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Possible Measles Case Reported by Mount Nittany Health

by on April 19, 2019 8:59 AM

UPDATE: The case has tested negative for measles, a state health department spokesman confirmed on Friday night.

Original story:

Mount Nittany Health Physician Group Pediatrics in Boalsburg reported a possible case of measles to the Pennsylvania Department of Health on Thursday.

Anissa Ilie, communications coordinator for Mount Nittany Health, said that the office remained open in accordance with Department of Health guidelines, but that out of caution other patients were called and given the option of rescheduling their appointments.

"[O]ut of an abundance of caution, the Mount Nittany Physician Group Pediatrics location at Mount Nittany Health – Boalsburg immediately reported a possible case of measles to the Pennsylvania Department of Health Thursday morning and followed all DOH guidelines to ensure the safety of patients and staff. Our first priority is to protect the health of our patients and the community."

The case has not, as of yet, been confirmed as measles and no measles cases have been confirmed this year in Pennsylvania.

According to the Centers for Disease Control, 555 cases of measles have been reported in 20 states this year through April 11, making it the largest second largest number of cases since measles was declared eliminated in the U.S. in 2000. 

Measles is a highly contagious virus spread through coughing and sneezing. According to the CDC, it typically begins with symptoms including a high fever, cough, runny nose and red, watery eyes. Three to five days after symptoms begin, a rash breaks out, usually beginning as red spots that appear on the face and hairline, and then spreads downward across the body.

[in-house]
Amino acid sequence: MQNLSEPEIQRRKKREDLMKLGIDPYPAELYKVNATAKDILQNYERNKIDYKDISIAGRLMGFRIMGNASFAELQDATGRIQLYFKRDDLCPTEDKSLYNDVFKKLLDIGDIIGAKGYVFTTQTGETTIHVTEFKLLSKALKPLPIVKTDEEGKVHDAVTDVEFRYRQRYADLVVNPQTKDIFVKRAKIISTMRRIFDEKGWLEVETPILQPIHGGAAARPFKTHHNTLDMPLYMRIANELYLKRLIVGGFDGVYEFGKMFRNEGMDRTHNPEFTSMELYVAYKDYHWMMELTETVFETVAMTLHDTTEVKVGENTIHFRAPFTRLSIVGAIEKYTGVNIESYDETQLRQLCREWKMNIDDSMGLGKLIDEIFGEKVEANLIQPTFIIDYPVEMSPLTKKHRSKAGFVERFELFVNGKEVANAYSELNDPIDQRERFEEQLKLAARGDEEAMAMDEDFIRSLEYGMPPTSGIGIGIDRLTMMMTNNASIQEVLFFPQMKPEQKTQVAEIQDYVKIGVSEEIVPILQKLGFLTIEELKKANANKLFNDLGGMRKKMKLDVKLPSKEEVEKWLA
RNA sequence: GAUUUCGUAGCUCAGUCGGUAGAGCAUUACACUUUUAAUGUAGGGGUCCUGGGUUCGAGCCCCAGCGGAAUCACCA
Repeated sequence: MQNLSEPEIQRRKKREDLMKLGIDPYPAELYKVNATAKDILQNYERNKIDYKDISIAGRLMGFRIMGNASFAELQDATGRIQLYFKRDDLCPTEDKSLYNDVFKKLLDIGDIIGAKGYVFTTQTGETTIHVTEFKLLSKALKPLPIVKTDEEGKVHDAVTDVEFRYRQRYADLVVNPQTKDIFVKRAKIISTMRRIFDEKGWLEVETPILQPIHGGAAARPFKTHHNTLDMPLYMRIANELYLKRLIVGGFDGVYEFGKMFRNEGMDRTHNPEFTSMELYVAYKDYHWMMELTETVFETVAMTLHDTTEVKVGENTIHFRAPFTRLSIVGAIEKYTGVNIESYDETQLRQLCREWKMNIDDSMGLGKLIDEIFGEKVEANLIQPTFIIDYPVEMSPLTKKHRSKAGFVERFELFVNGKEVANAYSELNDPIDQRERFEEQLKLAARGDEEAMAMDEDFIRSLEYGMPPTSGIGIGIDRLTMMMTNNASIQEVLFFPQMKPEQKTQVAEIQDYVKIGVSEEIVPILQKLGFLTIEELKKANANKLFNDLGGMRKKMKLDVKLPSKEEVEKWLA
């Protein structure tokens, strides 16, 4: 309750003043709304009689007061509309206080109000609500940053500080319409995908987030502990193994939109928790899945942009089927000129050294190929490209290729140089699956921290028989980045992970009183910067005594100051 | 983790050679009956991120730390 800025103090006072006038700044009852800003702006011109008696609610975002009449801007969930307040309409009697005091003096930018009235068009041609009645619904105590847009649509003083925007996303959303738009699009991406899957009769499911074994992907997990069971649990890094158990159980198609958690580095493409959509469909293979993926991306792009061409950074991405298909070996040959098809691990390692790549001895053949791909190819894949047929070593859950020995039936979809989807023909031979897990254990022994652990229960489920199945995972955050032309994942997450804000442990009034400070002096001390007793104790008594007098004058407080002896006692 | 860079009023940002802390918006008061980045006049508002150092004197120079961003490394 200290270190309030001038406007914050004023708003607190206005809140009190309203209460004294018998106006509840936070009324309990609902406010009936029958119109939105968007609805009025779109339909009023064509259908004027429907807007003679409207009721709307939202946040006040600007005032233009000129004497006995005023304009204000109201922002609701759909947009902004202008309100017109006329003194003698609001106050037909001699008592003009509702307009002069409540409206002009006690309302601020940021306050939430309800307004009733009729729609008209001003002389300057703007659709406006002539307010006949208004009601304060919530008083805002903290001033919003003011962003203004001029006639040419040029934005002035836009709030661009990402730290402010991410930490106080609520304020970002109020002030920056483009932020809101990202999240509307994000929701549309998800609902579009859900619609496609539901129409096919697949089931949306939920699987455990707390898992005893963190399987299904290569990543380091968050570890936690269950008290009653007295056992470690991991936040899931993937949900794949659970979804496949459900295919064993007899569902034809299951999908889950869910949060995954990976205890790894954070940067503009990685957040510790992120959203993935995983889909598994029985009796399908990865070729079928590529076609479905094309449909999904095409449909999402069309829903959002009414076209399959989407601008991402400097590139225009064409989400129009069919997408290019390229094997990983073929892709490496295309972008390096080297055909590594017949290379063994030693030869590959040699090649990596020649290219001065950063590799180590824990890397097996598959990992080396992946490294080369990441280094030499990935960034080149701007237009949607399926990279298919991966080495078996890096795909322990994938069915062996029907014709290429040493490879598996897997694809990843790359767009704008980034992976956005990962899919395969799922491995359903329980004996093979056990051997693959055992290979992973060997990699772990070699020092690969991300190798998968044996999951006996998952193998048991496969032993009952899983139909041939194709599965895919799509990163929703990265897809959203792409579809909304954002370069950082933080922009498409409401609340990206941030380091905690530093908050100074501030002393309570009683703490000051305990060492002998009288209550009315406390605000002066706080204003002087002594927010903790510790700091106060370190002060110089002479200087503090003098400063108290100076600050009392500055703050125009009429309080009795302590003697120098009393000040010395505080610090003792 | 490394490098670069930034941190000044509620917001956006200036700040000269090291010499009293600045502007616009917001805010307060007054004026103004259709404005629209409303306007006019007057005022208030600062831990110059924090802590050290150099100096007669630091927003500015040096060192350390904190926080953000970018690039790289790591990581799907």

Two doses of the measles, mumps and rubella vaccine received as a child are considered effective in preventing the virus.

Measles outbreaks in any given year are generally attributed to an increase in the number of travelers abroad who get measles and bring it back to the U.S. and the further spread in U.S. communities with pockets of people who are unvaccinated, according to the CDC.

Common complications from measles include ear infections and diarrhea. More severe, though less common complications, include pneumonia and encephalitis.

Penn State and other college campuses have seen outbreaks each of the past few years of another contagious disease covered by the MMR vaccine — mumps. Penn State recently reported that at least three cases of mumps have been confirmed on the University Park campus, with two more suspected. At Temple University in Philadelphia, more than 100 mumps cases have been reported during an outbreak this year.

Two doses of the MMR vaccine are also considered effective for mumps, which also spreads through sneezing, coughing and saliva exposure. However, many of the cases at Penn State and other colleges have been found in individuals who received both doses. In 2018, the CDC issued guidelines recommending a third dose for people identified as having an increased risk of contracting mumps during an increase in cases, such as those in a close-contact setting like a college campus.



Geoff Rushton is managing editor for StateCollege.com. Contact him at [email protected] or find him on Twitter at @geoffrushton.
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